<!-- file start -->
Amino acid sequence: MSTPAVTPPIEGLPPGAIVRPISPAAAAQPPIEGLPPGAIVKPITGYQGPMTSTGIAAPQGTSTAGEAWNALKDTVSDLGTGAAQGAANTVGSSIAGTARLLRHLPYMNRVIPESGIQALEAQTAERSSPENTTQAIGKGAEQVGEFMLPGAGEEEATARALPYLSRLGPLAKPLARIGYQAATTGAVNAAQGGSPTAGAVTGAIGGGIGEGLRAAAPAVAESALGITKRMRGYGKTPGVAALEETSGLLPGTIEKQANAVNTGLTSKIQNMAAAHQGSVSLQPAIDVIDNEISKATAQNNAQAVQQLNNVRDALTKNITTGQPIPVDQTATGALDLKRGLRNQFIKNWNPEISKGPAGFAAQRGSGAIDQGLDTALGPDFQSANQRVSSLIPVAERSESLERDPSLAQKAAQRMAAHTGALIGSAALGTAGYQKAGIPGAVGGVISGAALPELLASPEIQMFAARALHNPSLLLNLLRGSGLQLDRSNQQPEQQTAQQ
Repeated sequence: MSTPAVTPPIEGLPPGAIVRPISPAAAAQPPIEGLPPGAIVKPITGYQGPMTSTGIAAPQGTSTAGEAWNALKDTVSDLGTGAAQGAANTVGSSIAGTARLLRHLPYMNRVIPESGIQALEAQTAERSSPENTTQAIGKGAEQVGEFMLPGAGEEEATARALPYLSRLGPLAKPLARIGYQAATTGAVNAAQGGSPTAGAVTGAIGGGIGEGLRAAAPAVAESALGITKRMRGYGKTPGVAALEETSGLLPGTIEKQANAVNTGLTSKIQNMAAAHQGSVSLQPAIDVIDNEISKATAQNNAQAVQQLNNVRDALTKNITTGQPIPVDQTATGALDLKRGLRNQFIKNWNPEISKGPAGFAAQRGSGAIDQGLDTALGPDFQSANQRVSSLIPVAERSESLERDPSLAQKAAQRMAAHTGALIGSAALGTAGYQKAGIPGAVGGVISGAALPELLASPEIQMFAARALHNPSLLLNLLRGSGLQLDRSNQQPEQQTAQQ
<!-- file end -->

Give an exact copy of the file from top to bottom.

Amino acid sequence: MSTPAVTPPIEGLPPGAIVRPISPAAAAQPPIEGLPPGAIVKPITGYQGPMTSTGIAAPQGTSTAGEAWNALKDTVSDLGTGAAQGAANTVGSSIAGTARLLRHLPYMNRVIPESGIQALEAQTAERSSPENTTQAIGKGAEQVGEFMLPGAGEEEATARALPYLSRLGPLAKPLARIGYQAATTGAVNAAQGGSPTAGAVTGAIGGGIGEGLRAAAPAVAESALGITKRMRGYGKTPGVAALEETSGLLPGTIEKQANAVNTGLTSKIQNMAAAHQGSVSLQPAIDVIDNEISKATAQNNAQAVQQLNNVRDALTKNITTGQPIPVDQTATGALDLKRGLRNQFIKNWNPEISKGPAGFAAQRGSGAIDQGLDTALGPDFQSANQRVSSLIPVAERSESLERDPSLAQKAAQRMAAHTGALIGSAALGTAGYQKAGIPGAVGGVISGAALPELLASPEIQMFAARALHNPSLLLNLLRGSGLQLDRSNQQPEQQTAQQ
Repeated sequence: MSTPAVTPPIEGLPPGAIVRPISPAAAAQPPIEGLPPGAIVKPITGYQGPMTSTGIAAPQGTSTAGEAWNALKDTVSDLGTGAAQGAANTVGSSIAGTARLLRHLPYMNRVIPESGIQALEAQTAERSSPENTTQAIGKGAEQVGEFMLPGAGEEEATARALPYLSRLGPLAKPLARIGYQAATTGAVNAAQGGSPTAGAVTGAIGGGIGEGLRAAAPAVAESALGITKRMRGYGKTPGVAALEETSGLLPGTIEKQANAVNTGLTSKIQNMAAAHQGSVSLQPAIDVIDNEISKATAQNNAQAVQQLNNVRDALTKNITTGQPIPVDQTATGALDLKRGLRNQFIKNWNPEISKGPAGFAAQRGSGAIDQGLDTALGPDFQSANQRVSSLIPVAERSESLERDPSLAQKAAQRMAAHTGALIGSAALGTAGYQKAGIPGAVGGVISGAALPELLASPEIQMFAARALHNPSLLLNLLRGSGLQLDRSNQQPEQQTAQQ